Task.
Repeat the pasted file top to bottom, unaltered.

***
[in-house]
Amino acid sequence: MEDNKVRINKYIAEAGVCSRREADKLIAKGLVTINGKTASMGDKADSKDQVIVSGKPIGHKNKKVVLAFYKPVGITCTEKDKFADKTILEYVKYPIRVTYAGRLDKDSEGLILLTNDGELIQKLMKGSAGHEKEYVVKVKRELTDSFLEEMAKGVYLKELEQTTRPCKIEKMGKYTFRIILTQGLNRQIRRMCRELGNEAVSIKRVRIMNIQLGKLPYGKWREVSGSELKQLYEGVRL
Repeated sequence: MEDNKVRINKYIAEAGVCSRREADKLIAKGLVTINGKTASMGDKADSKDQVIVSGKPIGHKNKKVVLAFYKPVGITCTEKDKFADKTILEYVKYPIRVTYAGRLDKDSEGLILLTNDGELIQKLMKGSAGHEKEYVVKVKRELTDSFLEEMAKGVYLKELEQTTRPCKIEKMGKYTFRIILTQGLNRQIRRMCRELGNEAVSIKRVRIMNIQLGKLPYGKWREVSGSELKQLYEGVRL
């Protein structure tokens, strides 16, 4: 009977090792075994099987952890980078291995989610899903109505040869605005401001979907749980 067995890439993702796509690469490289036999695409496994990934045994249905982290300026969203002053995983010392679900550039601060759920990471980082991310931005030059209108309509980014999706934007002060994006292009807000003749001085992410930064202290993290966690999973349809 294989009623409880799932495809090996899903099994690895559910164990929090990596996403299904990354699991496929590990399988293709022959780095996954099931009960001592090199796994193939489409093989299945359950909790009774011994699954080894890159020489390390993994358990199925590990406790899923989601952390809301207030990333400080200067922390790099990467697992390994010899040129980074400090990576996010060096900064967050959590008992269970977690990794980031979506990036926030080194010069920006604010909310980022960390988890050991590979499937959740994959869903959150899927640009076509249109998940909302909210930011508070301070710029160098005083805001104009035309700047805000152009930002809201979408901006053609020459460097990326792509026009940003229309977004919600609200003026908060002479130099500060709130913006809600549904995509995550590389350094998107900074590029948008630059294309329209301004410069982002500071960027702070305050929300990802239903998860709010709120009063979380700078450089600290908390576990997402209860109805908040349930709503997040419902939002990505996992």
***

[in-house]
Amino acid sequence: MEDNKVRINKYIAEAGVCSRREADKLIAKGLVTINGKTASMGDKADSKDQVIVSGKPIGHKNKKVVLAFYKPVGITCTEKDKFADKTILEYVKYPIRVTYAGRLDKDSEGLILLTNDGELIQKLMKGSAGHEKEYVVKVKRELTDSFLEEMAKGVYLKELEQTTRPCKIEKMGKYTFRIILTQGLNRQIRRMCRELGNEAVSIKRVRIMNIQLGKLPYGKWREVSGSELKQLYEGVRL
Repeated sequence: MEDNKVRINKYIAEAGVCSRREADKLIAKGLVTINGKTASMGDKADSKDQVIVSGKPIGHKNKKVVLAFYKPVGITCTEKDKFADKTILEYVKYPIRVTYAGRLDKDSEGLILLTNDGELIQKLMKGSAGHEKEYVVKVKRELTDSFLEEMAKGVYLKELEQTTRPCKIEKMGKYTFRIILTQGLNRQIRRMCRELGNEAVSIKRVRIMNIQLGKLPYGKWREVSGSELKQLYEGVRL
């Protein structure tokens, strides 16, 4: 009977090792075994099987952890980078291995989610899903109505040869605005401001979907749980 067995890439993702796509690469490289036999695409496994990934045994249905982290300026969203002053995983010392679900550039601060759920990471980082991310931005030059209108309509980014999706934007002060994006292009807000003749001085992410930064202290993290966690999973349809 294989009623409880799932495809090996899903099994690895559910164990929090990596996403299904990354699991496929590990399988293709022959780095996954099931009960001592090199796994193939489409093989299945359950909790009774011994699954080894890159020489390390993994358990199925590990406790899923989601952390809301207030990333400080200067922390790099990467697992390994010899040129980074400090990576996010060096900064967050959590008992269970977690990794980031979506990036926030080194010069920006604010909310980022960390988890050991590979499937959740994959869903959150899927640009076509249109998940909302909210930011508070301070710029160098005083805001104009035309700047805000152009930002809201979408901006053609020459460097990326792509026009940003229309977004919600609200003026908060002479130099500060709130913006809600549904995509995550590389350094998107900074590029948008630059294309329209301004410069982002500071960027702070305050929300990802239903998860709010709120009063979380700078450089600290908390576990997402209860109805908040349930709503997040419902939002990505996992």